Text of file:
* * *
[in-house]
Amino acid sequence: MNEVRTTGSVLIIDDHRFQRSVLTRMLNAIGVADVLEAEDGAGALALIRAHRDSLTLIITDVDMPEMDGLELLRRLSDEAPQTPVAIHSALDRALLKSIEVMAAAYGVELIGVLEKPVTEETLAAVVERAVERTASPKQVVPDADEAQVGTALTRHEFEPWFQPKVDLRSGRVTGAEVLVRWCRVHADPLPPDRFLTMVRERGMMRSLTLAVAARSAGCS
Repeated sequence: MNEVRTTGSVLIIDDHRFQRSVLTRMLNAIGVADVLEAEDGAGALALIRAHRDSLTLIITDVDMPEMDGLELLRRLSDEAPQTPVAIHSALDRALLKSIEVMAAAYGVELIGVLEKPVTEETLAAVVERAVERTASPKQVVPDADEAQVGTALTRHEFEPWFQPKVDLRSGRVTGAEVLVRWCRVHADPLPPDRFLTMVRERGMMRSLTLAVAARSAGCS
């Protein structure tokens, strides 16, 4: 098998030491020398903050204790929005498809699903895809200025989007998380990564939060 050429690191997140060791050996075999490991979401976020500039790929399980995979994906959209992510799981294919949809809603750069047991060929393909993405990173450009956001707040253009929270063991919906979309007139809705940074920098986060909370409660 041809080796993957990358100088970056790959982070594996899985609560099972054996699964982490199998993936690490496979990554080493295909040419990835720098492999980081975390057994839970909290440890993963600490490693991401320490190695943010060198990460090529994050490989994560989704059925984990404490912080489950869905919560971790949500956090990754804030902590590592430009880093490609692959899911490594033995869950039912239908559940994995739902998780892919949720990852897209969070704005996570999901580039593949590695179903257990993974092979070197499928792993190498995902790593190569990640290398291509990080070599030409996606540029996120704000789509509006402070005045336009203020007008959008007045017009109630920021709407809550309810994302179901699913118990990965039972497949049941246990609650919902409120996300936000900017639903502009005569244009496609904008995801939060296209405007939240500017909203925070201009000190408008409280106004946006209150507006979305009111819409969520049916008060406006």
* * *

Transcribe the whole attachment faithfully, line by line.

[in-house]
Amino acid sequence: MNEVRTTGSVLIIDDHRFQRSVLTRMLNAIGVADVLEAEDGAGALALIRAHRDSLTLIITDVDMPEMDGLELLRRLSDEAPQTPVAIHSALDRALLKSIEVMAAAYGVELIGVLEKPVTEETLAAVVERAVERTASPKQVVPDADEAQVGTALTRHEFEPWFQPKVDLRSGRVTGAEVLVRWCRVHADPLPPDRFLTMVRERGMMRSLTLAVAARSAGCS
Repeated sequence: MNEVRTTGSVLIIDDHRFQRSVLTRMLNAIGVADVLEAEDGAGALALIRAHRDSLTLIITDVDMPEMDGLELLRRLSDEAPQTPVAIHSALDRALLKSIEVMAAAYGVELIGVLEKPVTEETLAAVVERAVERTASPKQVVPDADEAQVGTALTRHEFEPWFQPKVDLRSGRVTGAEVLVRWCRVHADPLPPDRFLTMVRERGMMRSLTLAVAARSAGCS
């Protein structure tokens, strides 16, 4: 098998030491020398903050204790929005498809699903895809200025989007998380990564939060 050429690191997140060791050996075999490991979401976020500039790929399980995979994906959209992510799981294919949809809603750069047991060929393909993405990173450009956001707040253009929270063991919906979309007139809705940074920098986060909370409660 041809080796993957990358100088970056790959982070594996899985609560099972054996699964982490199998993936690490496979990554080493295909040419990835720098492999980081975390057994839970909290440890993963600490490693991401320490190695943010060198990460090529994050490989994560989704059925984990404490912080489950869905919560971790949500956090990754804030902590590592430009880093490609692959899911490594033995869950039912239908559940994995739902998780892919949720990852897209969070704005996570999901580039593949590695179903257990993974092979070197499928792993190498995902790593190569990640290398291509990080070599030409996606540029996120704000789509509006402070005045336009203020007008959008007045017009109630920021709407809550309810994302179901699913118990990965039972497949049941246990609650919902409120996300936000900017639903502009005569244009496609904008995801939060296209405007939240500017909203925070201009000190408008409280106004946006209150507006979305009111819409969520049916008060406006």